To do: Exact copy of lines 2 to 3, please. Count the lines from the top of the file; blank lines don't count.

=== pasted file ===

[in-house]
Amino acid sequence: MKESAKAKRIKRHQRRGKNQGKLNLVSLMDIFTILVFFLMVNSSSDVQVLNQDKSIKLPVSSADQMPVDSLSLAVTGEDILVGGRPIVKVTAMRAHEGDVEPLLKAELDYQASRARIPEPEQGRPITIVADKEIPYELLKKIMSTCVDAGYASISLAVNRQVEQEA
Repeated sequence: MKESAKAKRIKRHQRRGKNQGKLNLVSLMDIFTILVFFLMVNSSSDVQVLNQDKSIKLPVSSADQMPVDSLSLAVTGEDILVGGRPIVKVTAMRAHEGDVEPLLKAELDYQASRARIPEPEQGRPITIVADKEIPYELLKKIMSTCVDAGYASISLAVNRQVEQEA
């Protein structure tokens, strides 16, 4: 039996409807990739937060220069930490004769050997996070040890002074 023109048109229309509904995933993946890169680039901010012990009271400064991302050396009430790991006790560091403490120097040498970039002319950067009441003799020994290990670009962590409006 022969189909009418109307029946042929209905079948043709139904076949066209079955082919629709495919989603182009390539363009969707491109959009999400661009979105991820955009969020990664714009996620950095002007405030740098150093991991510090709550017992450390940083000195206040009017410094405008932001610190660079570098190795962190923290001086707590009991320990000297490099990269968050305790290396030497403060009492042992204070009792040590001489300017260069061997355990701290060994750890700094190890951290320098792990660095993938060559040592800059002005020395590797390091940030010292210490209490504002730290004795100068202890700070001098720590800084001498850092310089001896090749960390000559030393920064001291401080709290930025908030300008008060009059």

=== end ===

Amino acid sequence: MKESAKAKRIKRHQRRGKNQGKLNLVSLMDIFTILVFFLMVNSSSDVQVLNQDKSIKLPVSSADQMPVDSLSLAVTGEDILVGGRPIVKVTAMRAHEGDVEPLLKAELDYQASRARIPEPEQGRPITIVADKEIPYELLKKIMSTCVDAGYASISLAVNRQVEQEA
Repeated sequence: MKESAKAKRIKRHQRRGKNQGKLNLVSLMDIFTILVFFLMVNSSSDVQVLNQDKSIKLPVSSADQMPVDSLSLAVTGEDILVGGRPIVKVTAMRAHEGDVEPLLKAELDYQASRARIPEPEQGRPITIVADKEIPYELLKKIMSTCVDAGYASISLAVNRQVEQEA